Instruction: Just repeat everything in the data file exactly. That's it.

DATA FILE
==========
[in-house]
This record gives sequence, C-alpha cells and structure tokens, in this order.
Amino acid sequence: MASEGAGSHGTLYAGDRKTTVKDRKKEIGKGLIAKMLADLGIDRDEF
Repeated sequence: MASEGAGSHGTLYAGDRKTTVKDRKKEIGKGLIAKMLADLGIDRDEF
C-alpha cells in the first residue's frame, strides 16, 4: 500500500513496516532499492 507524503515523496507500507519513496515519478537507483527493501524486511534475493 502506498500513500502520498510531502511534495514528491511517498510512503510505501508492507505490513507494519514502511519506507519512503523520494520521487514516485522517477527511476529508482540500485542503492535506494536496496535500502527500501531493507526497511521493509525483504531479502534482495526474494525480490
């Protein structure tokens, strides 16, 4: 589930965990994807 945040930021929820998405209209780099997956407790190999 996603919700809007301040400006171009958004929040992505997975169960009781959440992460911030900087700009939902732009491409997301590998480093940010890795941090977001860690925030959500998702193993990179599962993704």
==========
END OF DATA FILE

[in-house]
This record gives sequence, C-alpha cells and structure tokens, in this order.
Amino acid sequence: MASEGAGSHGTLYAGDRKTTVKDRKKEIGKGLIAKMLADLGIDRDEF
Repeated sequence: MASEGAGSHGTLYAGDRKTTVKDRKKEIGKGLIAKMLADLGIDRDEF
C-alpha cells in the first residue's frame, strides 16, 4: 500500500513496516532499492 507524503515523496507500507519513496515519478537507483527493501524486511534475493 502506498500513500502520498510531502511534495514528491511517498510512503510505501508492507505490513507494519514502511519506507519512503523520494520521487514516485522517477527511476529508482540500485542503492535506494536496496535500502527500501531493507526497511521493509525483504531479502534482495526474494525480490
């Protein structure tokens, strides 16, 4: 589930965990994807 945040930021929820998405209209780099997956407790190999 996603919700809007301040400006171009958004929040992505997975169960009781959440992460911030900087700009939902732009491409997301590998480093940010890795941090977001860690925030959500998702193993990179599962993704």